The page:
In vitro models have been developed to predict the cytotoxic potential of preservatives. These models were essentially based on corneal epithelial cells 17 18 or on other epithelial systems with characteristics similar to those of the superficial layer of the corneal epithelium (Madin–Darby canine kidney cells). 19 The human continuous conjunctival cell line has also been useful for ocular toxicological studies. 20 21 22 We recently showed that BAC is a strong proapoptotic agent in Chang’s conjunctival cells. 23  
The purpose of this study was to investigate, by flow cytometry and microplate cold light cytofluorometry, the cytotoxicity of 10 of the most common preservatives used in ophthalmic solutions. Because stimulation of reactive oxygen species (ROS) constitutes one of the mechanisms of cytotoxicity, we investigated ROS production induced by preservatives in a well-adapted cellular model for in vitro cytotoxicity. Moreover, the protective effect of vitamin E against the cytotoxicity of preservatives was explored. The new technique of microplate cold light cytofluorometry for cytotoxicity assays has been validated in Chang conjunctival cells in previous studies 23 24 25 and allows the use of numerous fluorescent probes directly on living cells. Their specificity, sensitivity and standardization ensure that they are well-adapted to cellular heterogeneity and comply with the requirements of cellular pharmacotoxicology screening procedures. Thus, this study could be better performed physiologically on live rather than dead cells, because labile markers can be significantly affected by the use of extraction techniques. Therefore, we analyzed, in the Chang’s human continuous conjunctival cell line, the immediate and delayed actions of different concentrations of preservatives on membrane integrity, cell size, DNA condensation, and ROS production. Variations of labile markers (ROS) were therefore instantaneously detected, thereby providing reliable data. To our knowledge, this is the first report to describe the relation between oxidative stress and apoptosis after preservatives treatments and to compare in a similar biologic way the cytotoxicity of 10 different preservatives. Results thus obtained on the human conjunctival cell line may contribute to a better understanding of preservative cytotoxicity. 
Materials and Methods
Conjunctival Cell Line
Wong–Kilbourne-derived human conjunctival epithelial cells, an established cell line (Wong–Kilbourne derivative of Chang conjunctiva, clone 1-5c-4, American Type Culture Collection [ATCC] certified cell line [CCL], 20.2), were cultured under standard conditions (humidified atmosphere of 5% CO2 at 37°C) in Dulbecco’s minimum essential medium (DMEM; Eurobio, Les Ulis, France) supplemented with 10% fetal bovine serum (Dominique Dutscher, Brumath, France), 1% glutamine (Eurobio), 0.1% ampicillin (Panpharma, Fougères, France), and 2% kanamycin (Bristol Myers Squibb, Paris, France). Cells from passages 6 through 17 (after ATCC initial passage 65) were used in all experiments. Normal culture development was assessed daily by phase-contrast microscopy. Confluent cultures were removed by gentle trypsin incubation, and cells were counted. They were then seeded into 96-well culture plates for microtitration analysis (5,000 cells per well; [Nunc, Roskild, Denmark] and plated in 15-cm2 flasks (Nunc) for flow cytometric analyses. Cultures were kept at 37°C for 24 hours. After subconfluence was attained (culture surface covering nearly 70%), cells were exposed to the different formulations. Because this cell line spontaneously undergoes apoptosis at 100% confluence, 25 70% of confluence was thus chosen to avoid any artifact in membrane integrity assays.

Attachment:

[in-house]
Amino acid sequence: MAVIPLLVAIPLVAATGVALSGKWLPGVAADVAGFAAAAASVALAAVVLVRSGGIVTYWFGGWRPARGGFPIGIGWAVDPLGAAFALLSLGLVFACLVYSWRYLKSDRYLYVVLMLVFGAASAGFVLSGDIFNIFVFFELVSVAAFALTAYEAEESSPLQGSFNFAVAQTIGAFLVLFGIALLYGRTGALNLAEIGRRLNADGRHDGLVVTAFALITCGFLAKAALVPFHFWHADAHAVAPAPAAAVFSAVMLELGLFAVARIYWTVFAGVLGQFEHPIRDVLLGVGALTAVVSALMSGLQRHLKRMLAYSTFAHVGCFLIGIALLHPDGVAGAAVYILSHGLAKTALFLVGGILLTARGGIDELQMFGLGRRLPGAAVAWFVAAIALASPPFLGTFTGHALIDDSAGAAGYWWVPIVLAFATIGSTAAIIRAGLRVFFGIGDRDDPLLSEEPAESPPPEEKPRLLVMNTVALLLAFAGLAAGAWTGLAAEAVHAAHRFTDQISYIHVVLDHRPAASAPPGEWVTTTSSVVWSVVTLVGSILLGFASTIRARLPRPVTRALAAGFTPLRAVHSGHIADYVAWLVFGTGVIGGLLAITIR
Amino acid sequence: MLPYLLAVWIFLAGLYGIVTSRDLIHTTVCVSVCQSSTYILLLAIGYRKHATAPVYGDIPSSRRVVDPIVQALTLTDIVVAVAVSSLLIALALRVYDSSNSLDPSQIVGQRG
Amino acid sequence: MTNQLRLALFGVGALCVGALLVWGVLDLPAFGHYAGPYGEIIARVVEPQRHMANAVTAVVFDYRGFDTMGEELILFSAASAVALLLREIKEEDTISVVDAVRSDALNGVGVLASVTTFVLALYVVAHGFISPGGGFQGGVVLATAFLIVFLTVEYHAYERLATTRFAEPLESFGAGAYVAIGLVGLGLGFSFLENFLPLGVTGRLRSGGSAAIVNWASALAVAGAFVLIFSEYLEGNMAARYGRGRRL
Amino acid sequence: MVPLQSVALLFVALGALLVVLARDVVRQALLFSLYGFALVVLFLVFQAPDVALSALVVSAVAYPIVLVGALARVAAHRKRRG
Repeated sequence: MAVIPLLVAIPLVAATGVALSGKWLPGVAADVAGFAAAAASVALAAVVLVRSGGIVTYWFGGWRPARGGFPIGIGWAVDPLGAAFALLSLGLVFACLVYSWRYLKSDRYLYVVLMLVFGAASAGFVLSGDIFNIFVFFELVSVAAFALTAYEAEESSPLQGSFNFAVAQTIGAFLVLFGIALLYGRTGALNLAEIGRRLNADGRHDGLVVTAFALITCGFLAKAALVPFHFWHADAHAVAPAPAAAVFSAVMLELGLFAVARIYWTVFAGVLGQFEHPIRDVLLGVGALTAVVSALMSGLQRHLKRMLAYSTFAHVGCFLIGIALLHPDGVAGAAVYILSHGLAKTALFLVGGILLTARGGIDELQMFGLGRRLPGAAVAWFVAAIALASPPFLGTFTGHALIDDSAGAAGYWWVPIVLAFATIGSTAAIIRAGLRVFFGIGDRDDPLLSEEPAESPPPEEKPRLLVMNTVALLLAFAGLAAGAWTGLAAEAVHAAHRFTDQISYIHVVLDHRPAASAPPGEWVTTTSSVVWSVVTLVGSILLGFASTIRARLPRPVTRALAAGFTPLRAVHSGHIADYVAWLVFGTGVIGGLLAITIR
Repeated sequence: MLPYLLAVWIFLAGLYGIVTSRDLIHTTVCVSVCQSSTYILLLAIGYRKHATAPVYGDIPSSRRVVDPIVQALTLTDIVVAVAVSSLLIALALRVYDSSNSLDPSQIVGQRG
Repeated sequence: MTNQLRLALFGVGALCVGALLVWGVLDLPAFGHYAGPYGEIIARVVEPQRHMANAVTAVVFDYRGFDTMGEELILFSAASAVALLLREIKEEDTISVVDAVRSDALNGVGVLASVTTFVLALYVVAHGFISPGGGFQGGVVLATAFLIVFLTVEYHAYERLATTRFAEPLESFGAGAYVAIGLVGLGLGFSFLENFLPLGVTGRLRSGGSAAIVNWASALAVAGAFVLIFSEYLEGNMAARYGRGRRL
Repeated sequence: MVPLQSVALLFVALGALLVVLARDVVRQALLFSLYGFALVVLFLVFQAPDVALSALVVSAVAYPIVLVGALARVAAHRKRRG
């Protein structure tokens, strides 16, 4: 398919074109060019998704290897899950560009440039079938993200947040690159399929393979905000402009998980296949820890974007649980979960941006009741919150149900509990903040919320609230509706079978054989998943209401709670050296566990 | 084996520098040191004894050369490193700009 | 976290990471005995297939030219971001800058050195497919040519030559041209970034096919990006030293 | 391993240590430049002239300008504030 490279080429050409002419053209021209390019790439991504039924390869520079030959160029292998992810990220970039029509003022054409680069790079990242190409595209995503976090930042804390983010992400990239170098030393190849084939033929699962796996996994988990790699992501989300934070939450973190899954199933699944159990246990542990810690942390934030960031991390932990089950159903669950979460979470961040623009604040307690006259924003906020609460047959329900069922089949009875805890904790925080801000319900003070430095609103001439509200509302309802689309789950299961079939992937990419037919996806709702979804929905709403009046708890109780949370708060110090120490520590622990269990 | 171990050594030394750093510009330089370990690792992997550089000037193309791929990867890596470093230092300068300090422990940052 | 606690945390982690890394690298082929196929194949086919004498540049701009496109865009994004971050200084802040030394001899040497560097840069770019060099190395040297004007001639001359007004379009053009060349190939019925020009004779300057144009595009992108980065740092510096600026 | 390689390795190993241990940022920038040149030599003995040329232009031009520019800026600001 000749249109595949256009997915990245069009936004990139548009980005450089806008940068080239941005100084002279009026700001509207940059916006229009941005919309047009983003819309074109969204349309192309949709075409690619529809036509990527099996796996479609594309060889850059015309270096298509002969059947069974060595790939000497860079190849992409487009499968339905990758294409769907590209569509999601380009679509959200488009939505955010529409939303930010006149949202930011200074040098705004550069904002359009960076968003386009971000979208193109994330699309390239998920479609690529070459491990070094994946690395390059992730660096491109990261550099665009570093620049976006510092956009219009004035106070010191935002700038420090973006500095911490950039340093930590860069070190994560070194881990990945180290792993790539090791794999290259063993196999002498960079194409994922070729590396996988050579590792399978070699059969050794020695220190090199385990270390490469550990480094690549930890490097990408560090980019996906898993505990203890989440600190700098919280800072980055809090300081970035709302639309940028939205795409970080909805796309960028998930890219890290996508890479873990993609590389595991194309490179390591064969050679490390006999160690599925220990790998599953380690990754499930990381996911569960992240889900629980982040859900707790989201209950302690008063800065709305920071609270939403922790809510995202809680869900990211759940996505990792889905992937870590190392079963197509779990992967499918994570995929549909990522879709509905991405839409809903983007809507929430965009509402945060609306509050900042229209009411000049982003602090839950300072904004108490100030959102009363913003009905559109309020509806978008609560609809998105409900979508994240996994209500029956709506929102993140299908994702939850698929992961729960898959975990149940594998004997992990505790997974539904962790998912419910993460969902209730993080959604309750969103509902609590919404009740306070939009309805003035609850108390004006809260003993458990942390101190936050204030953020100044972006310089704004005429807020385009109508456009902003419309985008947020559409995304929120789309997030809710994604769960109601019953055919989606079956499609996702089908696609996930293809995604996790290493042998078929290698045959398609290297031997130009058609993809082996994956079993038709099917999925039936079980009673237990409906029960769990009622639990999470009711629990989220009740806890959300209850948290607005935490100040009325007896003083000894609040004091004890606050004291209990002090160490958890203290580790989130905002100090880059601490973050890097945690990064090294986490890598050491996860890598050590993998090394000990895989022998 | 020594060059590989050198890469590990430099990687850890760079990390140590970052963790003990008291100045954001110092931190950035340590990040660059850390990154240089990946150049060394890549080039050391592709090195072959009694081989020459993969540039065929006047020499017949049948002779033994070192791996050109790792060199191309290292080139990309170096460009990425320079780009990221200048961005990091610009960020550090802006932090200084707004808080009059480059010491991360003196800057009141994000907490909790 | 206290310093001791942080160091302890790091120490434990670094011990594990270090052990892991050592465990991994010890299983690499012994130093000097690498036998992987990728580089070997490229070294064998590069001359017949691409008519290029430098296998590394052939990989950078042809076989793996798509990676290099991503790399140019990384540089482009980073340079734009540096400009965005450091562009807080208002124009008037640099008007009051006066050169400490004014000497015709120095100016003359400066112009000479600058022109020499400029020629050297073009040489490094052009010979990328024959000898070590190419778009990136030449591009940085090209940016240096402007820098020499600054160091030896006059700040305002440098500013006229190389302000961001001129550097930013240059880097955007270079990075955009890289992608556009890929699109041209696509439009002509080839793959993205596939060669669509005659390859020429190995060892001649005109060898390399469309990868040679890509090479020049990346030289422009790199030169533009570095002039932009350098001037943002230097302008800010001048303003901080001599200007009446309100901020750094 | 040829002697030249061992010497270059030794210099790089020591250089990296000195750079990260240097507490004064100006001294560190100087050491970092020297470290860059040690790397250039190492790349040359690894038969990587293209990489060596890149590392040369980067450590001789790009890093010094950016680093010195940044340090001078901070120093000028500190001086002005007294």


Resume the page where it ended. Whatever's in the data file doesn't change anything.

Preservative Treatments
Five different preparations of quaternary ammonium molecules were examined. Three formulations of BAC were tested: (1) C14 benzalkonium chloride, alkyl dimethylbenzylammonium chloride (100% 14-carbon alkyl; BAC100); (2) C14/C12 benzalkonium chloride (58% 14-carbon alkyl; 32% 12-carbon alkyl; BAC58); and (3) C14/C12 benzalkonium chloride (32% 14-carbon alkyl; 58% 12-carbon alkyl; BAC32). Their antiseptic action is effective at low concentrations and is due to the hydrocarbon chain length. The maximum activity is obtained with the C14 molecules and the minimum with the C8 and C18 preservatives. 26 In eye drops, the precise composition of BAC is almost never known, because a mixture of C12 and C14 chains is mostly used. We therefore decided to compare the eventual difference in toxic effects of various preparations of BAC that have different antiseptic activities. 
Benzododecinium bromide (BOB) and cetrimide (Cet) were also tested. The five quaternary ammoniums were each tested at concentrations of 0.00001%, 0.0001%, 0.001%, 0.005%, and 0.01%, the concentration used in most eye drops being 0.01%. 
Five other preservatives were tested at five concentrations: (1) phenylmercuric nitrate (PM) at concentrations ranging between 0.000001% and 0.001%, its usual concentration being 0.001%; (2) thimerosal (thi) at concentrations ranging between 0.000004% and 0.004%, usually used at 0.004%; (3) methyl parahydroxybenzoate (MPHB) at concentrations ranging between 0.00003% and 0.03%, its usual concentration being 0.03%; (4) chlorobutanol (clb) at concentrations ranging between 0.00005% and 0.05%, its usual concentration being 0.5%, because high concentrations of this drug are required to produce antimicrobial effects, and we could not obtain this concentration because other excipients are needed to make clb soluble; and (5) EDTA at concentrations ranging between 0.00001% and 0.01%, the most common concentration used being 0.01%.